Harris v. Hill

Filing 4

ORDER signed by Magistrate Judge Allison Claire on 3/8/2018 ORDERING, within 14 days, respondent shall file and serve a response to petitioner's 2 motion to stay and abbey. Respondent shall not file a response to the petition until further order of this court. Petitioner may, within 7 days after service of respondent's response, file and serve a reply. The Clerk shall serve a copy of this order, a copy of this order, a copy of the petition, a copy of petitioner's 2 motion to stay and abey this action, and the form Consent to Proceed Before a United States Magistrate Judge. (cc: Tami Krenzin)(Yin, K)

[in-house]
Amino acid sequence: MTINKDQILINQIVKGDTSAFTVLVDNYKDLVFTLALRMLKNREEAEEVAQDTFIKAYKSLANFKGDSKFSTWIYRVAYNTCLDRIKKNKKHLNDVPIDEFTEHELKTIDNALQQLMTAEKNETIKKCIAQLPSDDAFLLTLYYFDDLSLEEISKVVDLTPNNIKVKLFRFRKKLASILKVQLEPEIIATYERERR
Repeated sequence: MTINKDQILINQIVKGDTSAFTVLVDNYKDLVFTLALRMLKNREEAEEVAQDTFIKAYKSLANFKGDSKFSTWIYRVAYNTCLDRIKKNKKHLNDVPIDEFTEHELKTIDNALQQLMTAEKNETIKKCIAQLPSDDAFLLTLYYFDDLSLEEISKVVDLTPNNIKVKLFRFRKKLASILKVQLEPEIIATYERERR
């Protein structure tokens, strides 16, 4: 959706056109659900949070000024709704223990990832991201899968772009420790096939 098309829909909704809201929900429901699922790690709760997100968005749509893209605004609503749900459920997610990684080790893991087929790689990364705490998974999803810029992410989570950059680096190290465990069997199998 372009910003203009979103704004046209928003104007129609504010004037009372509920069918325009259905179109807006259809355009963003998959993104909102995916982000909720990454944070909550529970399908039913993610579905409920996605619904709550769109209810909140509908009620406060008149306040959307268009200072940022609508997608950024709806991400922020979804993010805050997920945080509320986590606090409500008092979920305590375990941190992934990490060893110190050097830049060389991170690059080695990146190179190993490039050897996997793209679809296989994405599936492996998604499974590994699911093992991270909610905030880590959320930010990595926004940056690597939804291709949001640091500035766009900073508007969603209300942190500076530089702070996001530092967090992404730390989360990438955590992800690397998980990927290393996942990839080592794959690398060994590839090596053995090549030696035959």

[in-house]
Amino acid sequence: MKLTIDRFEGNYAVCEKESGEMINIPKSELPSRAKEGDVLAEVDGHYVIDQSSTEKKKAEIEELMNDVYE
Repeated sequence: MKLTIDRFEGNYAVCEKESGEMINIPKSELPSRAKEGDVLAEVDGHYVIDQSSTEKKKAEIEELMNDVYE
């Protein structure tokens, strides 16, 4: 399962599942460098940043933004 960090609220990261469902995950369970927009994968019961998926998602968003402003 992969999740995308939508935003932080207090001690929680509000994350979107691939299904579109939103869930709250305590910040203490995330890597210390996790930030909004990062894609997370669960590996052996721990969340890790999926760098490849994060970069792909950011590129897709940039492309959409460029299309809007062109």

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1 2 3 4 5 6 7 8 UNITED STATES DISTRICT COURT 9 FOR THE EASTERN DISTRICT OF CALIFORNIA 10 11 COLLEEN ANN HARRIS, 12 Petitioner, 13 14 No. 2:18-cv-0359 AC P v. ORDER MOLLY HILL, Warden, 15 Respondent. 16 Petitioner is a state prisoner proceeding with counsel with a petition for a writ of habeas 17 18 corpus filed pursuant to 28 U.S.C. § 2254, and a motion to stay and abey this action under Rhines 19 v. Weber, 544 U.S. 269 (2005). ECF Nos. 1, 2. Petitioner paid the filing fee. This action is 20 referred to the undersigned United States Magistrate Judge pursuant to 28 U.S.C. § 636(b)(1)(B) 21 and Local Rule 302(c). This order directs respondent to file and serve a response to petitioner’s 22 motion to stay and abey this action, and directs petitioner to file and serve a reply. The instant “mixed” petition contains both exhausted and unexhausted claims,1 although 23 24 1 25 26 27 28 Exhaustion of available state remedies is a prerequisite to a federal court’s consideration of claims presented in a habeas corpus proceeding. See 28 U.S.C. § 2254(b); see also Rose v. Lundy, 455 U.S. 509 (1982). A petitioner satisfies the exhaustion requirement by providing the highest state court with a full and fair opportunity to consider all the claims before presenting them to the federal court. Picard v. Connor, 404 U.S. 270, 276 (1971), Middleton v. Cupp, 768 F.2d 1083, 1086 (9th Cir. 1985), cert. denied, 478 U.S. 1021 (1986). The exhaustion “requirement serves to minimize friction between federal and state courts by allowing the state an 1 1 the distinction is not entirely clear from the petition itself. The exhausted claims, which include 2 several grounds for the alleged ineffective of trial counsel and alleged prosecutorial misconduct, 3 appear to be clarified by reference to the opinion of the California Court of Appeal, Third 4 Appellate District, filed August 22, 2016. See ECF No. 1-1 at 1-18. See also Cal. Supreme Court 5 Case No. S236910 (petition for review denied November 16, 2016).2 The unexhausted claims, 6 which include four additional grounds for the alleged ineffective assistance of trial counsel and 7 one ground premised on alleged trial court error, are set forth in a copy of the pending petition for 8 writ of habeas corpus filed by petitioner in the El Dorado County Superior Court on February 13, 9 2018.3 See ECF No. 2-1 at 1-4. Also pending in the state courts is petitioner’s Motion to Recall 10 11 the Remittitur in the California Court of Appeal filed February 8, 2018. ECF No. 2 at 1. Under Rhines, a district court may stay a “mixed” petition when the following “limited 12 circumstances” are demonstrated: (1) petitioner demonstrates “good cause” for failing to 13 previously exhaust her unexhausted claims in the state courts; (2) the claims at issue are 14 potentially meritorious; and (3) petitioner has not been dilatory. Rhines, 544 U.S. at 277-78. The 15 “good cause” requirement under Rhines does not require a showing of “extraordinary 16 circumstances.” Jackson v. Roe, 425 F.3d 653 (9th Cir. 2005). Rather, “[t]he good cause element 17 is the equitable component of the Rhines test. It ensures that a stay and abeyance is available 18 only to those petitioners who have a legitimate reason for failing to exhaust a claim in state court. 19 As such, good cause turns on whether the petitioner can set forth a reasonable excuse, supported 20 by sufficient evidence, to justify that failure.” Blake v. Baker, 745 F.3d 977, 982 (9th Cir. 2014) 21 initial opportunity to pass upon and correct alleged violations of a petitioner’s federal rights, and to foster increased state court familiarity with federal law.” Buffalo v. Sunn, 854 F.2d 1158, 1163 (9th Cir. 1988). In this manner, the exhaustion requirement is a matter of federal-state comity rather than jurisdiction. See Granberry v. Greer, 481 U.S. 129 (1987). 2 As found on the Case Information website operated by the California Supreme Court. See http://appellatecases.courtinfo.ca.gov/search.cfm?dist=0 . See also Fed. R. Evid. 201 (court may take judicial notice of facts that are capable of accurate determination by sources whose accuracy cannot reasonably be questioned). 3 The new claims petitioner seeks to exhaust in the state courts include the alleged ineffective assistance of trial counsel for (1) failing to retain an expert to assess blood splatter evidence, (2) failing to call petitioner’s psychiatrist as a witness, (3) contradicting petitioner’s testimony, and (4) also being a witness in the instant case. Petitioner also contends that the trial court erred in accepting her waiver of conflict of interest with her trial counsel. 2 22 23 24 25 26 27 28 1 (quoting Pace v. DiGuglielmo, 544 U.S. 408, 416 (2005) (“A petitioner’s reasonable confusion . . 2 will ordinarily constitute ‘good cause’ [under Rhines]....” [emphasis deleted]); see also Riner v. 3 Crawford, 415 F. Supp. 2d 1207, 1211 (D. Nev. 2006) (the Rhines good cause standard “requires 4 the petitioner to show that he was prevented from raising the claim, either by his own ignorance 5 or confusion about the law or the status of his case, by circumstances over which he had no 6 control, such as actions by counsel, either in contravention of the petitioner’s clearly expressed 7 desire to raise the claim, or when petitioner had no knowledge of the claim’s existence”). 8 Here petitioner’s counsel asserts that the federal claims presented in the pending state 9 petition are meritorious and “are claims of which petitioner [her]self was totally unaware, and 10 they were not included on appeal only because appointed appellate counsel was unable to get 11 authorization from the Third District to raise them.” ECF No. 2 at 6. Counsel further asserts: 12 “The state courts [] did not appoint state habeas corpus counsel for petitioner once [her] direct 13 appeal [was] over. It fell to petitioner’s family to try and hire counsel; here, petitioner’s family 14 was able to hire counsel to investigate potential habeas corpus in January, 2018. Within one 15 month, counsel conducted the investigation and prepared and filed both state and federal habeas 16 petitions.” Id. at 5-6. Counsel explains that the state petition was filed only one day before 17 expiration of the federal statute of limitations and therefore “[o]nce the state court rules, petitioner 18 will have to file his federal petition with the exhausted claims, within that time of 1 day.” Id. at 6. 19 This exigency, counsel asserts, demonstrates that issuance of a stay is essential to petitioner 20 maintaining her claims in federal court. 21 Respondent will be provided an opportunity to respond to the motion for stay and 22 abeyance. See Local Rule 230(c). Although petitioner is represented by counsel, and Local Rule 23 230(l) therefore does not apply, the motion shall be submitted on the record without oral 24 argument upon the conclusion of briefing, unless the court orders upon consideration of the 25 briefs. 26 Accordingly, IT IS HEREBY ORDERED that: 27 1. Respondent shall, within fourteen (14) days after service of this order, file and serve a 28 response to petitioner’s motion to stay and abey this action under Rhines v. Weber, 544 U.S. 269 3 1 (2005) (see ECF No. 2). Respondent shall not file a response to the petition until further order of 2 this court. 3 4 5 2. Petitioner may, within seven (7) days after service of respondent’s response, file and serve a reply. 3. The Clerk of Court is directed to serve the following documents on Tami Krenzin, 6 Supervising Deputy Attorney General: (1) a copy of this order, (2) a copy of the petition for writ 7 of habeas corpus filed pursuant to 28 U.S.C. § 2254 (ECF No. 1), (3) a copy of petitioner’s 8 motion to stay and abey this action (ECF No. 2), and (4) the form Consent to Proceed Before a 9 United States Magistrate Judge. 10 SO ORDERED. 11 DATED: March 8, 2018 12 13 14 15 16 17 18 19 20 21 22 23 24 25 26 27 28 4